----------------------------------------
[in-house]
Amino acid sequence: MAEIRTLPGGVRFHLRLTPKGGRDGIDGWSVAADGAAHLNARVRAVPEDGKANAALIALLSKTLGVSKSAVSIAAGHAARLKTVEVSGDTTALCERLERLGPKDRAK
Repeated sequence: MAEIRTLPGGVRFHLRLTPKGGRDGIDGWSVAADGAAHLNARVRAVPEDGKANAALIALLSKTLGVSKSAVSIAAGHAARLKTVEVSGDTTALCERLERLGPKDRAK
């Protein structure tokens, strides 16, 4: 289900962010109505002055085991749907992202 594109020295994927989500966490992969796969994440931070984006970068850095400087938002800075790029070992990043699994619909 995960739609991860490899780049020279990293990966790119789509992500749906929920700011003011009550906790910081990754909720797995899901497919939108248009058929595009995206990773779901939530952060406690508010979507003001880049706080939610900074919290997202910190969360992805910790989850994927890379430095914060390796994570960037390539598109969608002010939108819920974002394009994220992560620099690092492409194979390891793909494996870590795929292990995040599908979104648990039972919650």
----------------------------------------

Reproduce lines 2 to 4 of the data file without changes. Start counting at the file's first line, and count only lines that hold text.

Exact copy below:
Amino acid sequence: MAEIRTLPGGVRFHLRLTPKGGRDGIDGWSVAADGAAHLNARVRAVPEDGKANAALIALLSKTLGVSKSAVSIAAGHAARLKTVEVSGDTTALCERLERLGPKDRAK
Repeated sequence: MAEIRTLPGGVRFHLRLTPKGGRDGIDGWSVAADGAAHLNARVRAVPEDGKANAALIALLSKTLGVSKSAVSIAAGHAARLKTVEVSGDTTALCERLERLGPKDRAK
């Protein structure tokens, strides 16, 4: 289900962010109505002055085991749907992202 594109020295994927989500966490992969796969994440931070984006970068850095400087938002800075790029070992990043699994619909 995960739609991860490899780049020279990293990966790119789509992500749906929920700011003011009550906790910081990754909720797995899901497919939108248009058929595009995206990773779901939530952060406690508010979507003001880049706080939610900074919290997202910190969360992805910790989850994927890379430095914060390796994570960037390539598109969608002010939108819920974002394009994220992560620099690092492409194979390891793909494996870590795929292990995040599908979104648990039972919650």